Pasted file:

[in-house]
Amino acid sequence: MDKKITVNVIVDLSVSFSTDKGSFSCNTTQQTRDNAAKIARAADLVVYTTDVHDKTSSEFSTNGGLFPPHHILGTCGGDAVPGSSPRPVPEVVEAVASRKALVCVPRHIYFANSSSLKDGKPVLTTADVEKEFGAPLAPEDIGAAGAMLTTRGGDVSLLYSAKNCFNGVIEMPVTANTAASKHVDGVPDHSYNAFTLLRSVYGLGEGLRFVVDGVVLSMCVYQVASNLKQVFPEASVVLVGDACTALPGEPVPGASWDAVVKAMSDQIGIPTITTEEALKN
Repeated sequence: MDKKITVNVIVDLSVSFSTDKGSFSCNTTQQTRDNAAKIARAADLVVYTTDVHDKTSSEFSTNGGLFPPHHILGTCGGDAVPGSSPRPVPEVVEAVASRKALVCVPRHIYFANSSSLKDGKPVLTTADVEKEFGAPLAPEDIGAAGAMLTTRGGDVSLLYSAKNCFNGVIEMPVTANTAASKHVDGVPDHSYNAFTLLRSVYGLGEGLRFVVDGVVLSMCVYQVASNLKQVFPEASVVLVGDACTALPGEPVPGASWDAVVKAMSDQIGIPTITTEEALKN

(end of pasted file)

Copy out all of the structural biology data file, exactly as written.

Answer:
[in-house]
Amino acid sequence: MDKKITVNVIVDLSVSFSTDKGSFSCNTTQQTRDNAAKIARAADLVVYTTDVHDKTSSEFSTNGGLFPPHHILGTCGGDAVPGSSPRPVPEVVEAVASRKALVCVPRHIYFANSSSLKDGKPVLTTADVEKEFGAPLAPEDIGAAGAMLTTRGGDVSLLYSAKNCFNGVIEMPVTANTAASKHVDGVPDHSYNAFTLLRSVYGLGEGLRFVVDGVVLSMCVYQVASNLKQVFPEASVVLVGDACTALPGEPVPGASWDAVVKAMSDQIGIPTITTEEALKN
Repeated sequence: MDKKITVNVIVDLSVSFSTDKGSFSCNTTQQTRDNAAKIARAADLVVYTTDVHDKTSSEFSTNGGLFPPHHILGTCGGDAVPGSSPRPVPEVVEAVASRKALVCVPRHIYFANSSSLKDGKPVLTTADVEKEFGAPLAPEDIGAAGAMLTTRGGDVSLLYSAKNCFNGVIEMPVTANTAASKHVDGVPDHSYNAFTLLRSVYGLGEGLRFVVDGVVLSMCVYQVASNLKQVFPEASVVLVGDACTALPGEPVPGASWDAVVKAMSDQIGIPTITTEEALKN